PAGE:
Wait for the peasant to launch his cut with his sword. As you wait, stand in a narrow stance with your left foot forward. When he attacks, perform an off-line accrescimento with your left foot to the opponent’s right, followed by an oblique pass with your right foot, catching his cut with the middle of your sword. Let his sword glide to the ground, and immediately respond with a fendente to the head or arms …
Sure, the fact that every action is illustrated helps, but how many treatises can you name that spell out the footwork with such consistent precision–in virtually every action? How many can you tick off that tell you exactly where to put your hands and your body and in which direction to push or pull as you wrestle? How many that name and describe all the turns that your body, your feet and your sword can make? As you read Fiore, you really get the sense that he wants you to know, he wants you to get it. Which is why I said that you simply can’t get Fiore wrong–although performing his actions correctly and efficiently is of course a matter of arduous practice.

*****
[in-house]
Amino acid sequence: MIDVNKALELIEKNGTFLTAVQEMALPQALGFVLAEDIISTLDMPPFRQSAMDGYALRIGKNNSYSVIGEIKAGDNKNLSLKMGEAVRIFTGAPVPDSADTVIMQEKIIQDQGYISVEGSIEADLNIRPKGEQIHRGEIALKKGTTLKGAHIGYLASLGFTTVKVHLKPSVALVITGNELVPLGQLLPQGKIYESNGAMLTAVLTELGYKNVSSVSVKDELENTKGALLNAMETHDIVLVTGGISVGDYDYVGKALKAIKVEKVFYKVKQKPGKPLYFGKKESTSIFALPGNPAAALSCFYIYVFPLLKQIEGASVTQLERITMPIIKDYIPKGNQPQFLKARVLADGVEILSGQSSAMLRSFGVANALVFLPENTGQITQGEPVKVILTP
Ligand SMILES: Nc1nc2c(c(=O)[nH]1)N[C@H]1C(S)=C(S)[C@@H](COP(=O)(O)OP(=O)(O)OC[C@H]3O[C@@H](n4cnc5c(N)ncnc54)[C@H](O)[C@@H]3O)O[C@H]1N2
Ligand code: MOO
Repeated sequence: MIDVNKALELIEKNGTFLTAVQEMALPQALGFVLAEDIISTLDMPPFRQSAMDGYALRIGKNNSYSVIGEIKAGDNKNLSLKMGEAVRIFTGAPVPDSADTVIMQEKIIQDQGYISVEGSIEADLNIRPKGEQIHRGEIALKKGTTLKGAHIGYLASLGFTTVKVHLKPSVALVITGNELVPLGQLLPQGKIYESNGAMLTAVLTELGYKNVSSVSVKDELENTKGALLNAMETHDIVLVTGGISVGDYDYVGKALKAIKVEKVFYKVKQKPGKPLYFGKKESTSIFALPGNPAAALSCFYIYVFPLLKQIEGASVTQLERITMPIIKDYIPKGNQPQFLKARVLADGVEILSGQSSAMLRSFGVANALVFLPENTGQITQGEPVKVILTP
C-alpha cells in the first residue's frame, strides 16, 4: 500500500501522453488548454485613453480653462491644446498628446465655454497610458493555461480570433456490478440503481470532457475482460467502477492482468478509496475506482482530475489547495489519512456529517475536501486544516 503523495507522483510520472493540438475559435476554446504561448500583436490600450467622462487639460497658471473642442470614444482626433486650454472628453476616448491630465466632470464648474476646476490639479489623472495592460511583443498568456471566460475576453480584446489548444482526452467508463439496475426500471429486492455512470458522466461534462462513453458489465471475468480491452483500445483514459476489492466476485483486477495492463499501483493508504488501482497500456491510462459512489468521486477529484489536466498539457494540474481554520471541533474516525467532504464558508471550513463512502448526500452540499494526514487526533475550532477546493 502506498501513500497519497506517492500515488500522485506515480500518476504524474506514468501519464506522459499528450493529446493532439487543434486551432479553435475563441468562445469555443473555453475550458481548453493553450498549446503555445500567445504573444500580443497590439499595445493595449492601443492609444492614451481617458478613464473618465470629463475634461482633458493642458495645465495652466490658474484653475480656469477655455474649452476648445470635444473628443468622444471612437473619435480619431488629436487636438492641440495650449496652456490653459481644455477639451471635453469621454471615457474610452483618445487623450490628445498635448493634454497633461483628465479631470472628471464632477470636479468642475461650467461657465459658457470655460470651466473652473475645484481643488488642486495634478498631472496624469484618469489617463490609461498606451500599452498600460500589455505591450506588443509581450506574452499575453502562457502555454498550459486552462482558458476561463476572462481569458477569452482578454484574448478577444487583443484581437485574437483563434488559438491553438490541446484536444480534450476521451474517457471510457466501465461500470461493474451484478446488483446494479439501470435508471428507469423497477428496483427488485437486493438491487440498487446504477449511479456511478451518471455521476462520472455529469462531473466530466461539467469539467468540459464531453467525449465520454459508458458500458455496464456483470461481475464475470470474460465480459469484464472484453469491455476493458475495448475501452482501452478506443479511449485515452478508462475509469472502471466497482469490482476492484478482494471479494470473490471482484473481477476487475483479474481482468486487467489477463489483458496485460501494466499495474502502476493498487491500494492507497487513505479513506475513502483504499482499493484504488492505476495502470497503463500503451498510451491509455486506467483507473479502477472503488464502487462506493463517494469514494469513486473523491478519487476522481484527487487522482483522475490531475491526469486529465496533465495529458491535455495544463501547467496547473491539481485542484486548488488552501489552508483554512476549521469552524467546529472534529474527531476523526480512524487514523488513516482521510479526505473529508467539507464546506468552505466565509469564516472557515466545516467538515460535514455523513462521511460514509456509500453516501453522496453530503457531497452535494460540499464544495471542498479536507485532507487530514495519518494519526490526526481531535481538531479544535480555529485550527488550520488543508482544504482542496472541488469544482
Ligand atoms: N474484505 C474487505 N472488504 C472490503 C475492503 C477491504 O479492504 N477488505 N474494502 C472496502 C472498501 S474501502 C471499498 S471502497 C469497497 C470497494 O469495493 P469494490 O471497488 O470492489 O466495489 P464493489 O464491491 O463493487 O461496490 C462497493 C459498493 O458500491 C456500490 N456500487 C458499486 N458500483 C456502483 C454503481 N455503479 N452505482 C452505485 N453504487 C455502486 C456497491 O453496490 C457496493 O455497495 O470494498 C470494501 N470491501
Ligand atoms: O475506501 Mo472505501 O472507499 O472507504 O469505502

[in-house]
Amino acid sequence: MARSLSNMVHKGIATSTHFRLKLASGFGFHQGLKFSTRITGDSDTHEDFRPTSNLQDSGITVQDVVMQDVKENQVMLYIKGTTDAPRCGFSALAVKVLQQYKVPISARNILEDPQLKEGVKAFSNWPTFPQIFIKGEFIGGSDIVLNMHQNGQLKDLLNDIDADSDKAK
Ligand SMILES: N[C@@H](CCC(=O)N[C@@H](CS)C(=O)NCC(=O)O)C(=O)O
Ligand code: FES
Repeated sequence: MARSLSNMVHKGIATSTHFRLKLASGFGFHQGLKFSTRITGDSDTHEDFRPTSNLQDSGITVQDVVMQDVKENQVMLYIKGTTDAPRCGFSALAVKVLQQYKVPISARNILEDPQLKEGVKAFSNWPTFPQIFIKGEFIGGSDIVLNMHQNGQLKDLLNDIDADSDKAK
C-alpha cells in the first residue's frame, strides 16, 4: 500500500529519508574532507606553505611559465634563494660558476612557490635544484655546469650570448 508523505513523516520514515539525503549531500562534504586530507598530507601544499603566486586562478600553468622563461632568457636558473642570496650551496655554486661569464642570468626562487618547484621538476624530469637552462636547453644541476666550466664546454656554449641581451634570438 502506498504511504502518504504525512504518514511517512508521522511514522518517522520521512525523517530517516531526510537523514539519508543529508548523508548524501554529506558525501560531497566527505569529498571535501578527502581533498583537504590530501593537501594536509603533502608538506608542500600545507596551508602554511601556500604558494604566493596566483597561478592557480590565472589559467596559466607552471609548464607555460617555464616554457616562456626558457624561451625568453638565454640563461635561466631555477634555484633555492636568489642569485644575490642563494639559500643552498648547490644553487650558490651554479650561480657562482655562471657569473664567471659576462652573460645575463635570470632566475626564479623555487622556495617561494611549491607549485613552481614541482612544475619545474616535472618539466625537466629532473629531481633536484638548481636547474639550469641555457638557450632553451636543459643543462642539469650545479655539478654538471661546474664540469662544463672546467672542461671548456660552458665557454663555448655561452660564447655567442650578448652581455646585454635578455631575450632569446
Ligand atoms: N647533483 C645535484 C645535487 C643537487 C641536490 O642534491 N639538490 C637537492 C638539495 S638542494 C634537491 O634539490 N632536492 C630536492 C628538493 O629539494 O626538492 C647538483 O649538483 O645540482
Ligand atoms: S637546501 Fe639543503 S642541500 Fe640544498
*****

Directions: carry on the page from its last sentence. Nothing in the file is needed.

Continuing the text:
Then of course there is the meme initiated (or perpetuated) by the Victorians, namely, that Fiore wrote a treatise in which there is essentially no theory and no finesse, only brute force. A few hours of training are enough to disprove that: can you imagine wildly muscling your way through the first few plays of abrazare? Or trying to “win” a crossing by pressing hard against the opponent’s blade? But then, the Victorians’ goal was different from ours: theirs was to trace an evolutionary pedigree (documented or half-legendary) for their own style, while ours is to piece together the original arts on their own merit, understand them and perform them to the best of our ability.
Fiore dei Liberi’s Flower of Battle, 2nd Edition is available exclusively from Freelance Academy Press! But it direct, and receive an added bonus: an annotated translation by of the closely related Morgan Ms, correlated as a correspondence to the Getty Ms and red-lined to make it easy to spot the differences, additions or deletions of text.